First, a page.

Why query molecule conformation is important

Query molecule selection

The application of ligand-based virtual screening (LBVS) is commonly extended in the screening of vast chemical libraries to find novel chemical matter with respect to a query compound of your interest using different molecular descriptions. Different to 1D or 2D descriptors, when performing 3D-LBVS, the selection of a proper compound conformation will have a great impact on the results obtained.

In most cases, the selection of the bioactive conformation (that is, the conformation of a compound in the binding pocket of a protein) of the query molecule (the molecule that will be used as template to find new similar compounds) may be the most recommended choice. However, the availability of these conformations is affected by the availability of structural information derived from crystallographic (X-Ray) or nucleic magnetic resonance (NMR) studies. Even if a complex ligand-protein is available, there are many aspects to consider the conformation as a starting point, such us the method applied to co-crystalize the complex or the resolution of the crystal, in the case of X-Ray studies.

Recently, we have published a paper in collaboration with the Computational Biology Chemistry & Gastronomy of the University of Barcelona with the goal of evaluating the impact of the selection of different methods to determine the conformation of the query molecule. The study entitled “On the relevance of query definition in the performance of 3D ligand-based virtual screening” pays also special attention to how not only the conformation of the query, but also the similarity of the screened compounds with respect to the query may impact the criteria to select a method to determine the conformation of the query.

The study compares five different methods: the X-Ray structure, the energy-minimized X-Ray structure, the lowest energy conformer sampled for the free compound in the gas phase, the lowest energy conformer of the free compound in water and an ensemble of accessible conformers in the gas phase. To compare the five different starting points, two 3D-LBVS tools were applied: PharmScreen, which takes advantage of 3D molecular field descriptors derived from quantum mechanics calculations to compare the similarity between two molecules; and Phase Shape, is a pharmacophore/volume overlap modeling solution where each ligand is represented by a set of points that account for specific chemical features in 3D space.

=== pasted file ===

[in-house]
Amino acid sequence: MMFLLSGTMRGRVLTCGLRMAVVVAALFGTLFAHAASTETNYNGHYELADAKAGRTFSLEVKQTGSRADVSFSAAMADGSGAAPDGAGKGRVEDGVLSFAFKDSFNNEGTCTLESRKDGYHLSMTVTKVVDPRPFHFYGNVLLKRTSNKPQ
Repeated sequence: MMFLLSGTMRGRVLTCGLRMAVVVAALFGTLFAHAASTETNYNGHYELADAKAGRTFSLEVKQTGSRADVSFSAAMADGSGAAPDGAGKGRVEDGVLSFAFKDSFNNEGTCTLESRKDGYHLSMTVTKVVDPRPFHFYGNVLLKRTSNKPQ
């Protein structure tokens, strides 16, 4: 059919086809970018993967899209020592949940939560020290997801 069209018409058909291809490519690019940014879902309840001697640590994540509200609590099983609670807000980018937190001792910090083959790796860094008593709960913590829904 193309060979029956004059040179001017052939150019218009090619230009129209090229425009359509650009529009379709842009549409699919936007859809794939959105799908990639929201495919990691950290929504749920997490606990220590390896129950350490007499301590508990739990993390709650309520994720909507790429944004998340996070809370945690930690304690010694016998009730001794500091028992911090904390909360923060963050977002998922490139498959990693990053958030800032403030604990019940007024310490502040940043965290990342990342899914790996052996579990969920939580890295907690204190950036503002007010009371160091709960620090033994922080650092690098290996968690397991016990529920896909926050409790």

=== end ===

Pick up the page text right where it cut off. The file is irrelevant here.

Two different libraries were evaluated for this study: the DUD-E+ and DUD-E+-Diverse, a Morgan Fingerprint-filtered version that minimizes the 2D resemblance observed for DUD-E between the query and the active compounds.

The results and conclusions of the study are explained extensively in the article. However, three different results are worth highlighting:

  • The choice of the query molecule conformation has a big impact on the identification of novel compounds, moreover when our goal is to identify more chemical diversity. In the case of the present study, this affects the recovery of active compounds that have more chemical diversity with respect to the query molecule.
  • The selection of the energy-minimized conformation of the query molecule could be an advantage in the identification of compounds with similar scaffolds since the conformational space adopted both for query and screened similar compounds will be more similar due to the chemical resemblance.
  • Using X-Ray conformation will be a better choice when the conformation adopted by the query is influenced by the topology or specific interactions in the binding pocket.

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